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Discussion in 'DVD' started by oscar_merkx, Jul 29, 2003.
that is absolutely cool
Really great looking!!!
speaking of the show, i've been fortunate to have the opportunity to see the live show in san francisco orpheum theater last saturday. suffice to say the performance was just magnificent. very dramatic and powerful. brad little and christine daaé did a fabulous job.
does anyone know what frame rate is being used?
i wonder, since it doesn't appear that a major resotration has been performed, how it will compare to Kinos Metropolis?
Bring on more Chaney!!
Yep, yep, yep, very cool. I hope deepdiscountdvd.com gets this. As of yet they don't have it up for preorder.
Paul -- to my understanding, Kevin Brownlow is an advocate, in certain restorations, of multiple frame rates, depending on the demands (tone, mood, etc.) of each scene/sequence. I believe someone at Milestone mentioned a number of months ago that Brownlow's restoration of the 1929 reissue of Phantom was such an animal.
Now, I have no information as to whether or not vintage showings might have found the occasional projectionist (or projection cue sheet) who would do something similar to best serve the material, but I'd imagine most projectionists would crank their cameras at a constant rate. So there remains some debate about the policy. I find it not only acceptable, but preferable, to examine the mood and ambiance of a sequence, the surviving information about filmmaker intent, and make slight alterations to speed accordingly. Given that projectionists of the day would project within a "range" that hopefully matched up as closely as possible to the "preferred" frame rate prescribed by the studio (I don't know if such cues accompanied all silent features, but I've read that they accompanied at least some, and I'd imagine most major releases, and certainly major rereleases and/or road shows, would have such cues), but that the projection rate could still vary quite a bit from theatre to theatre, I don't see anything wrong at all with taking what amounts to a "best of" sampling of these rates for the show on DVD. Someone who knows more about vintage silent projection might be able to comment further, but if even a few of the most attentive projectionists did, in fact, alter their project rates as scenes demanded (or if projection cue sheets ever recommended the same), then multiple rates for home video isn't only a good aesthetic choice in certain instances, but a good choice for historical fidelity, as well.
At any rate -- the reissue version should have multiple frame rates (minor alterations from scene to scene), but I don't know what Milestone has decided about the silent 1925 version, which Brownlow did not restore.
I hope studios, as they look over these specialty company releases, take note of the care restorers have put into accurate frame rates and projection framing. Nothing spoils a good silent like overmatting ("off with his head!" in the most extreme cases) or the needless "sound" cranking that makes characters dash about like hyperactive children. Many comedies use intentional undercranking for effect, so that characters are meant to move abnormally fast (during chases, etc.), but a very natural human motion was captured from the very beginning of silent cinema for the purposes of drama, romance (I've just rewatched The Last Days of Pompeii, which has beautifully natural motion throughout), and indeed for the calmer sequences of comedies and/or the entirety of situational or non-slapstick comedies, and anyone who thinks the art of the silent is the "art" of artificial or "primitive" motion is overlooking a very important part of the beauty of the cinema of this time.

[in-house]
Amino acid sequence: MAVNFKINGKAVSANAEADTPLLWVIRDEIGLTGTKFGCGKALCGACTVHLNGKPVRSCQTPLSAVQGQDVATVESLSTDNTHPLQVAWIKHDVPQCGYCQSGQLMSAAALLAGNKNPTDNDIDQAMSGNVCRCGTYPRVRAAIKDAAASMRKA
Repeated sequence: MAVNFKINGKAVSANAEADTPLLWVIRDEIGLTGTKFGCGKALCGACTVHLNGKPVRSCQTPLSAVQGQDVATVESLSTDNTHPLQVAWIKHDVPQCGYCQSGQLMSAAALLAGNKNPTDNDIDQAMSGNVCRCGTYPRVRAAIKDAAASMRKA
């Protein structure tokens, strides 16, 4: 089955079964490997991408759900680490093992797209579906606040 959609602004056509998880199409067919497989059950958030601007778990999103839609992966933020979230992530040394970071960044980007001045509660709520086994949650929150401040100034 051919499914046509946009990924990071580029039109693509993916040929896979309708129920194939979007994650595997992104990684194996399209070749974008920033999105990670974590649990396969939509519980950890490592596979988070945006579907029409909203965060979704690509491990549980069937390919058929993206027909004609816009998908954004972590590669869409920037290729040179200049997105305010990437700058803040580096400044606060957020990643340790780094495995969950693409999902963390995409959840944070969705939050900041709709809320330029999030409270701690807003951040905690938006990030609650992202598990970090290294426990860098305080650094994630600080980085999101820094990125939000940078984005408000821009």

Some home video product is limited by the desire to include a beloved orchestral score (say, something put to film in the 60's or 70's) that was, unfortunately, cued to a sound speed presentation, and the decision is made to keep the film at sound so as to include this score. I dislike this policy, and rarely buy such films. In other instances, a film made in the late sound period survives with a synchronized score that dates to its original release, and though it may look a touch fast (some of these synchronized scores were married to films by studios after the picture was made and without filmmaker involvement, while others were properly allowed for during production), this is correct to how patrons saw the film at the time, and I'm less concerned over it. But the fact remains: a careful, artistically informed transfer of a silent must look very carefully at ideal frame rates and how the frame rate affects the impact of a scene (the language of film, in other words, and not simply the written records kept by a studio or, heaven forfend, the preferences or market needs of any particular collector/preservationist forty years later -- cough, Paul Killiam*, cough ), and while sound speed projection became more and more commonplace as the 20's progressed, I don't believe, personally, that there's a single year of major silent releases in which every feature film released, even in the U.S. alone, could be truly said to play ideally -- and most truly to filmmaker intent -- at 24 fps.